Some Corps Members serving in Oyo State have lauded the National Youth Service Corps (NYSC) scheme, saying that stopping the scheme will not be healthy for Nigerian youths.
Mr Ugochukwu Jasper, a corps member, noted that the NYSC scheme should last forever, adding that it had helped him in terms of self actualisation.
“The Skill Acquisition and Enterprenuership Development (SAED) programme in particular has really equipped me for the future,” he said.
He said that the scheme had enabled him to understand some characteristics of other part of the country and its people in relation to his place of origin.
“The prices of food and transportation are relatively cheaper in Oyo state, compared to the Eastern part where I came from and Yoruba language is fun to learn.
“The Yoruba people are really hospitable, NYSC is the strongest tool for youth empowerment and development
“It’s the best thing that can happen to every Nigerian youth,” he said.
Miss Adisa Mohammed said that it was a good experience serving in Oyo state, as prices of foodstuff and transportation were affordable.
She also noted that the foodstuff in the state were nutritious, adding that the language was also interesting to learn.
Mohammed stressed that the orientation camp was one of the most interesting parts of the scheme, where youths ‘’learned virtues, values, culture, tolerance and every other necessary thing to live, impact and survive in any part of the country’’.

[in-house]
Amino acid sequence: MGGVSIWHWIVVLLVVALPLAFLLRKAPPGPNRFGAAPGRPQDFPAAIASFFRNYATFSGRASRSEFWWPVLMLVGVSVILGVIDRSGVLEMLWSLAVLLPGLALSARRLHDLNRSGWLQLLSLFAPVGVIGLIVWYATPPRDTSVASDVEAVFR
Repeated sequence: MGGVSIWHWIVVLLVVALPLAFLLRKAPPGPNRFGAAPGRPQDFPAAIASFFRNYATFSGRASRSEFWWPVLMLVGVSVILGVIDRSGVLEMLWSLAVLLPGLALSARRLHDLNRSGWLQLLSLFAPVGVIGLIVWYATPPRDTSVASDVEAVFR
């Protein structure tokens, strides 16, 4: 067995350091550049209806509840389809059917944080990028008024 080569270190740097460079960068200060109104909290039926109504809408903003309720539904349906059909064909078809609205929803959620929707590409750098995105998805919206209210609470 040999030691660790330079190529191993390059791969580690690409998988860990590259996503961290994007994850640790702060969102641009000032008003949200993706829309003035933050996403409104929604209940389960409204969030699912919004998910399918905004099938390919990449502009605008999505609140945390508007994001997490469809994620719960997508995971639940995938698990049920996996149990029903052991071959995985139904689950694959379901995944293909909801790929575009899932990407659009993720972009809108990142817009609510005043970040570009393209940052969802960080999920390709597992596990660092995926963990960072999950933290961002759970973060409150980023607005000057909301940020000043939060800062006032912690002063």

“NYSC scheme should continue in Nigeria because the scheme has availed youths the opportunity for personal growth, access to life changing opportunities and progressive networking.
‘’Also it breeds tolerance to live with people with different religious, ethnic or psychological beliefs.
“These are aside the facts that the scheme has continually helped in national integration.
“NYSC has also imbibed a culture of giving back to the society through the Community Development Service (CDS) programme.
“Cultural transmission is one of the core gains Youth Service Corps provides; a Yoruba man can practice the culture of Igbo and the Hausa man can also practice that of the Yoruba.
“Youths can live, build their businesses, marry, travel or settle down in any region of the country, having gathered a lot of experiences during their service year,” she said.
Also, Mr Victor Afolabi, who served in the state in 2020, said that NYSC had made him know the importance of a United Nigeria.
“While I was serving, I had the opportunity of meeting with virtually all races in Nigeria, as well as build my latent potential by acquiring more knowledge through SAED programme.
“This promoted my self-reliance ability after the compulsory service year.
“Furthermore, some of the friends I met while undergoing the scheme and some officials I had an encounter with are now my customers today, as they patronise my electrical services.
“Meanwhile, government at all levels can still put more effort in establishing well trained corps members and provide capital for them to start business.
“This will help to reduce load of work force in the government and promote self reliance,” he said.